The Los Angeles Times from Los Angeles, California on November 30, 1980 · 324
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The Los Angeles Times from Los Angeles, California · 324

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Los Angeles, California
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Sunday, November 30, 1980
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324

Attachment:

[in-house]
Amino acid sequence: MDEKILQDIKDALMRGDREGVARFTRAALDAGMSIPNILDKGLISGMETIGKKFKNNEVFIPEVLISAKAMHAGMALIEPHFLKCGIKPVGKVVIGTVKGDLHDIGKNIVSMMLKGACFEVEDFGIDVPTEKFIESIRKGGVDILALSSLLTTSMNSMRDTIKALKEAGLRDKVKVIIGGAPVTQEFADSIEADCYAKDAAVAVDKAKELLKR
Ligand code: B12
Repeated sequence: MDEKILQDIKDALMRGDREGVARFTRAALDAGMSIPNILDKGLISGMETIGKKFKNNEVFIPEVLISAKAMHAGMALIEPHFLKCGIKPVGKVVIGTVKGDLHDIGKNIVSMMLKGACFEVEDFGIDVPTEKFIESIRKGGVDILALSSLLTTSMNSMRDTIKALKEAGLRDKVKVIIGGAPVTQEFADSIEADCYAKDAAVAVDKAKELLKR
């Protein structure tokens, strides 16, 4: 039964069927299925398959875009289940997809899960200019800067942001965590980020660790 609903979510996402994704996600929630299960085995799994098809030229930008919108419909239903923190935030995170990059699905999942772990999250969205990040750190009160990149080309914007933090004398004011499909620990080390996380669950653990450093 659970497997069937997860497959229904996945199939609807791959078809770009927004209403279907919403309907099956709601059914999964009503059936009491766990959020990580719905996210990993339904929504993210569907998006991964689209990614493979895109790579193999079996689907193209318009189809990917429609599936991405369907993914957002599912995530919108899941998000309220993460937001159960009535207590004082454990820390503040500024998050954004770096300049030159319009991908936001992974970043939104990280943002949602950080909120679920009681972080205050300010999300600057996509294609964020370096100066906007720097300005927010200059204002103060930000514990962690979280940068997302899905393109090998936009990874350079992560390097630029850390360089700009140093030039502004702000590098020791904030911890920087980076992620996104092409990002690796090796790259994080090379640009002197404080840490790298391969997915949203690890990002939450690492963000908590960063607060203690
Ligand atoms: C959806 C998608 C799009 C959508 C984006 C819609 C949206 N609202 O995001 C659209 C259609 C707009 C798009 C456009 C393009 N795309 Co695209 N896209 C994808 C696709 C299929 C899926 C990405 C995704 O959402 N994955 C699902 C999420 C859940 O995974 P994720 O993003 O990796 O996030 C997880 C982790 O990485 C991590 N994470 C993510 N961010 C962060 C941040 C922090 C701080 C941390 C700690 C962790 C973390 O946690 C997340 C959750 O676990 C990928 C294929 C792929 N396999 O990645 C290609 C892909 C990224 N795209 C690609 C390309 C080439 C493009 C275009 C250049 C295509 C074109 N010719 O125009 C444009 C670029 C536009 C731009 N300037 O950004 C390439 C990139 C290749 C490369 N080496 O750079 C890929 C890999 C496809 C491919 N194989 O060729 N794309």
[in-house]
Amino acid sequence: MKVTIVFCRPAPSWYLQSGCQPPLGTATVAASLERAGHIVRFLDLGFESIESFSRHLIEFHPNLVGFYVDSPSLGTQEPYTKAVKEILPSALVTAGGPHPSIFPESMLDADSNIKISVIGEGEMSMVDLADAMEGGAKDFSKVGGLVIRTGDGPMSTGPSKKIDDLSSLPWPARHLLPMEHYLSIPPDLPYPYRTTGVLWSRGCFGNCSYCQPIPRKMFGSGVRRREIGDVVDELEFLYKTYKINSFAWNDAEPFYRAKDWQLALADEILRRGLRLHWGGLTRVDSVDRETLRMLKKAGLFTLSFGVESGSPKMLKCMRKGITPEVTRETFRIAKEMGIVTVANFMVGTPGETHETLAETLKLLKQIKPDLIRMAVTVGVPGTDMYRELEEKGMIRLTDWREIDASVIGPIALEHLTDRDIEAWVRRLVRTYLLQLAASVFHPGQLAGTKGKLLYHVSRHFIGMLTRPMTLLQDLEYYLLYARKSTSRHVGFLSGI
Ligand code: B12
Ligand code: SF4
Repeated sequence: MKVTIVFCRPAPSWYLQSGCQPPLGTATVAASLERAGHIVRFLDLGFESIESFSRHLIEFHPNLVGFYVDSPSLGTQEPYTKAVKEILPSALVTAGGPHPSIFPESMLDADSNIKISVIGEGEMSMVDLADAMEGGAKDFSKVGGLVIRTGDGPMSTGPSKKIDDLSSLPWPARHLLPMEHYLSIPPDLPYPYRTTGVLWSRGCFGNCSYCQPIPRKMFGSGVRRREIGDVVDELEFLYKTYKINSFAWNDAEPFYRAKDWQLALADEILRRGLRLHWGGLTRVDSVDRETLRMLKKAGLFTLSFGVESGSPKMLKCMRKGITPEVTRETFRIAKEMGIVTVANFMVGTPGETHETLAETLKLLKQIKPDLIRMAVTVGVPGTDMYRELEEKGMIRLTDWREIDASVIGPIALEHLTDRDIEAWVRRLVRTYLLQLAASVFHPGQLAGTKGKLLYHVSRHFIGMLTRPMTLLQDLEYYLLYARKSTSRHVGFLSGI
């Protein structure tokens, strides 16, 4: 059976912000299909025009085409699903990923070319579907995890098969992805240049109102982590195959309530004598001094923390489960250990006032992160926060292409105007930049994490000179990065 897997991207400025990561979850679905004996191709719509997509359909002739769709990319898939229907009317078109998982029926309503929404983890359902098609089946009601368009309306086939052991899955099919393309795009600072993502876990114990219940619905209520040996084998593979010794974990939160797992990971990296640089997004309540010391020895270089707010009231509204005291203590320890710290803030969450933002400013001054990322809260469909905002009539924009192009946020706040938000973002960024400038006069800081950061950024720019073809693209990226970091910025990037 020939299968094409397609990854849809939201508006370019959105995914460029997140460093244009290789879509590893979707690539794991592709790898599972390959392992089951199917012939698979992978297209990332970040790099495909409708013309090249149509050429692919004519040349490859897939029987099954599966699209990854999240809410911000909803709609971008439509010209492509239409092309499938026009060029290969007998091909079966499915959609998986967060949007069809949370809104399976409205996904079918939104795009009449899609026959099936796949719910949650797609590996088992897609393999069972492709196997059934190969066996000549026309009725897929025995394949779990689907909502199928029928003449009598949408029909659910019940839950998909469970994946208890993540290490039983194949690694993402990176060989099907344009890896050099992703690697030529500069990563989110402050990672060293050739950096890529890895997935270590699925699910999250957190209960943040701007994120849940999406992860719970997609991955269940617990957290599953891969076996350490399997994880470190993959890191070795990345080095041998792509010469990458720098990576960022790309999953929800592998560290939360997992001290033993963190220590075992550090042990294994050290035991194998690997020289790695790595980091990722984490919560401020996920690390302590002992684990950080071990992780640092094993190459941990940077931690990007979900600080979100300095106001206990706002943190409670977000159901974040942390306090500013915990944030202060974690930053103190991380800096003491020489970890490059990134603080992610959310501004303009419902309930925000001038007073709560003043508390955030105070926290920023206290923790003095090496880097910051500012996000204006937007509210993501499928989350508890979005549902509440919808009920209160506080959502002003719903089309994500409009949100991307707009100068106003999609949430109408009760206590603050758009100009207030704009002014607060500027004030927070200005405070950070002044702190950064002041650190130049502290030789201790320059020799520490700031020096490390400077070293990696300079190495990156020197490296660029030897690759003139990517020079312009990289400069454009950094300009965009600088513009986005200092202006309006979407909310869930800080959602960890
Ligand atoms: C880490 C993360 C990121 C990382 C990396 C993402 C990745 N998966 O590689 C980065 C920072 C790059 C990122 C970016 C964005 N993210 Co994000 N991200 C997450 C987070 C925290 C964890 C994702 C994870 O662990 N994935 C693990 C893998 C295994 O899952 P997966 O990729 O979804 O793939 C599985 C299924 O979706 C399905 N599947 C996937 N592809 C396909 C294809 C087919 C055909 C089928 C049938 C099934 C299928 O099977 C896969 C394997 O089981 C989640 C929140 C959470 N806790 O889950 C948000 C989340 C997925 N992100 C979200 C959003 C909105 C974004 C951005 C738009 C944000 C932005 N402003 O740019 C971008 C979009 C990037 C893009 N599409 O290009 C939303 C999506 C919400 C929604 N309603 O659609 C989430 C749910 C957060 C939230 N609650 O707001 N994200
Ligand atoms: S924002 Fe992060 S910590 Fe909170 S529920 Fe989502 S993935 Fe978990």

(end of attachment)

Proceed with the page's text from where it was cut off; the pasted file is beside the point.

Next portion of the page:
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CALENDAR POP RECORDS LENNON, ONO IN YESTERYEAR BY STEVE POND "DOUBLE FANTASY." John Lennon Yoko Ono. Geffen GHS 2001 (Warner Bros.). With three rings from a presumably magic bell, "(Just Like) Starting Over" kicks off John Lennon's first album of new material in six years. And as Lennon's familiar voice sings about going back to "the early days," listeners too are transported back in time back not to his penetrating ear-ly-'70s heyday, but to about 1974, when he was making his weakest albums. By lying low for the past five years, Lennon refueled his own myth, a myth that had almost evaporated after his solo recording career limped to a halt with the uneventful "Mind Games" and "Walls and Bridges" and his lackluster oldies album. Those expecting the return of the mythical Lennon a man with an insightful, brilliant mind and a biting wit DIAMOND ALBUM THAT GLITTERS BY PAUL GREIN "THE JAZZ SINGER (ORIGINAL SONGS FROM THE MOTION PICTURE)." Neil Diamond. Capitol SWA V-12120. The best thing about Neil Diamond's score to his forthcoming film debut is that many of its songs recapture the punchy energy and drive of his early hits. When Diamond burst on the record scene in 1966, it was with engaging, uptempo pop fare like "Solitary Man" and "You Got to Me," songs that fairly bristled with pop hooks. Then Diamond went and did a terrible thing. He started writing belabored, oh-so-serious ballads like "Be" and "If You Know What I Mean" ( four years later, I still don't). Oh sure, there was an occasional single that harked back to the lilting buoyancy of his earlier material. But for every "Longfellow Serenade" or "Beautiful Noise" there was a song like "You Don't Bring Me Flowers," which, when you take away the Streisand-Diamond star chemistry, is rather stilted and melodramatic. On "The Jazz Singer" Diamond ups the tempo and has some fun. "America," which both opens and closes the album, features a soaring string inlro similar to "Skybird" from Diamond's one prior sound-track effort, "Jonathan Livingston Seagull." The song also ends with a highly cinematic expression! Diamond cries out the opening lines of "Of Thee I Sing" in a passionate call-and-response segment with the assembled crowd. "On the Robert E. Lee" is the album's most filmic and stylized cut and easily its most charming. The tune has a New Orleans Dixieland flavor laced with a hint of vaudeville, suggesting a big production number from the golden era of MGM musicals. "You Baby" recalls the manic energy of Diamond's '60s hits, down to the handclaps, "baby baby" lyrics and rocking uptempo rhythm. will be sorely disillusioned by "Double Fantasy." "(Just Like) Starting Over" begins things on a positive note, aided by a grandiose Phil Spector-style production. Elsewhere, Lennon reprises "Imagine's" rolling piano for "Watching the Wheels" and sings convincingly of old wounds in the brooding "I'm Losing You." In a sprightlier vein, Ono's "Kiss Kiss Kiss" is a bubbly B-52's-type dance tune. But isolated instances of strong music can't redeem an album whose emotional core is as vapid as this one's. The "mixed emotions" Lennon sings about in one song are nowhere in evidence he's simply giddy throughout the album, composing little love ditties to Yoko and In "The Jazz Singer," Neil Diamond recaptures the energy of his earlier hits. The album's few ballads vary in effectiveness. The most appealing, "Summer-love," is a soft, gently swaying samba which shows Diamond's flair with light, jazzy rhythms. "Love on the Rocks," the album's Top 10 single, features a virile vocal performance in which Diamond fairly spits out the words. But ultimately it seems rather overblown and heavy-handed. And "Hello Again" is a plodding tune with lyrics, it would seem, from a Hallmark card: "Hello my friend, hellolit good to need you toId good to love you POPPOURRI 82 CONCERTS, CLUBS 92 FACES The unprintable Larry Gatlin. By Dennis Hunt. 95 ALBUM BRIEFS 96 WESTERN MUSIC The Texas Playboys remember Bob Wills. By Stuart Goldman. his son Sean and getting defensive about his inactivity "People say Fm lazy dreaming my life away. . . I tell them that Fm doing fine watching the shadovts on the wall"). Twice Lennon dredges up the memory of an unhappier past, but those moments are too perfunctory to have much impact. Because of the album's structure one song by John, then one by Yoko many people figured that listening would be a chore; skipping Yoko's songs would take a lot of footwork. But her contributions outclass John's. "Kiss Kiss Kiss" is the record's most ambiguous, challenging song as it obscures the line between love and violence, and "Give Me Something" and "I'm Moving On" at least question John's complacency. But those are all on I , j u V " . s like I do And to feel this way When I hear you sayHello." Still, of the 11 principal songs (there's also some incidental film music), easily eight or nine hit the mark. The result is Diamond's best album since 1976's ambitious "Beautiful Noise," which loosely documented the dying days of Tin Pan Alley. Both that concept album and this sound track have a sense of unity missing from Diamond's intervening studio albums. Diamond, it's apparent, does his best work when he asks the most of himself. 98 CABLE TV ROCK "New Wave Theater." By Jeff Spurrier. 99 STEREO NEWS Stay in your seat remote control is here. By Ivan Bergcr. 100 POP EYE Rockers vie for talk-show slots. By Patrick Goldstein. Side 1; on the second side, Ono is just as lightheaded as Lennon. Of course, Lennon and Ono have every right to enjoy lazy domesticity. But it was tempting to believe that Lennon was coming out of retirement to say something, to make art as stimulating as the best of his old work. Instead, he and Yoko have come up with the vinyl equivalent of that embarrassingly insipid "open letter" they published in newspapers a couple of years ago, in which they gave mankind their prescription for happiness: Wish, and your wishes will come true. Those sentiments are fitting for Jiminy Cricket, but not John Lennon. Even when he recorded the optimistic "Imagine," Lennon knew that imagination was the only way to live in Utopia. Now, apparently, he's forgotten that. The worst thing about most of "Double Fantasy" is that it simply makes John and Yoko look like a pair of aged, lost hippies. EARTH, WIND & FIRE FACES THE MUSIC BY DENNIS HUNT "FACES." Earth, Wind & Fire. Arc KC-2-36795 (Columbia). Vou can be sure that many critics are going to blast this two-record set. They'll probably call it ev-ei thing from "slick popR&B trash" to "R&B without guts." These days, you see, it's fashionable to rap popR&B. Hopefully, EWF leader Maurice White will ignore these snide criticisms. To me, "Faces" is the R&B album of the year. Sure it's slick and ultra-romantic, and maybe White really is more of a pop artist now. But so what? To be palatable, R&B doesn't have to be raw and hard-edged. "Faces" is expertly written, produced and performed and is considerably better than any of this year's hardcore R&B albums. Just about every song on "Faces," which is nearly all upbeat, is high quality. Its danceability rating is as high as any you'll find on an album in this post-disco era. "Sparkle" and "Turn It Into Something Good" are the best of this classy lot. Every two-record set, no matter how good, has its filler and this one is no exception. However, only one cut the title song falls into the filler category. This long instrumental is no more than peppy R&B Muzak and is completely insubstantial from start to finish. It's the album's only failure. EWF seems to have stopped testing the boundaries of R&B and settled into a groove. Its popR&B music certainly isn't as challenging as the R&Bjazz it played through most of the 70s. Still, the genre has brought out the best in EWF and has inspired the band to eliminate most of its flaws. The harmonics are much more intriguing and the falsetto vocals, once rough and shrill, are now consistently smooth and savory. Also, the EWF songs don't sound like updated Sly Stone pieces any more. New EWF beau old EWF by a wide margin. m 7. O 73 o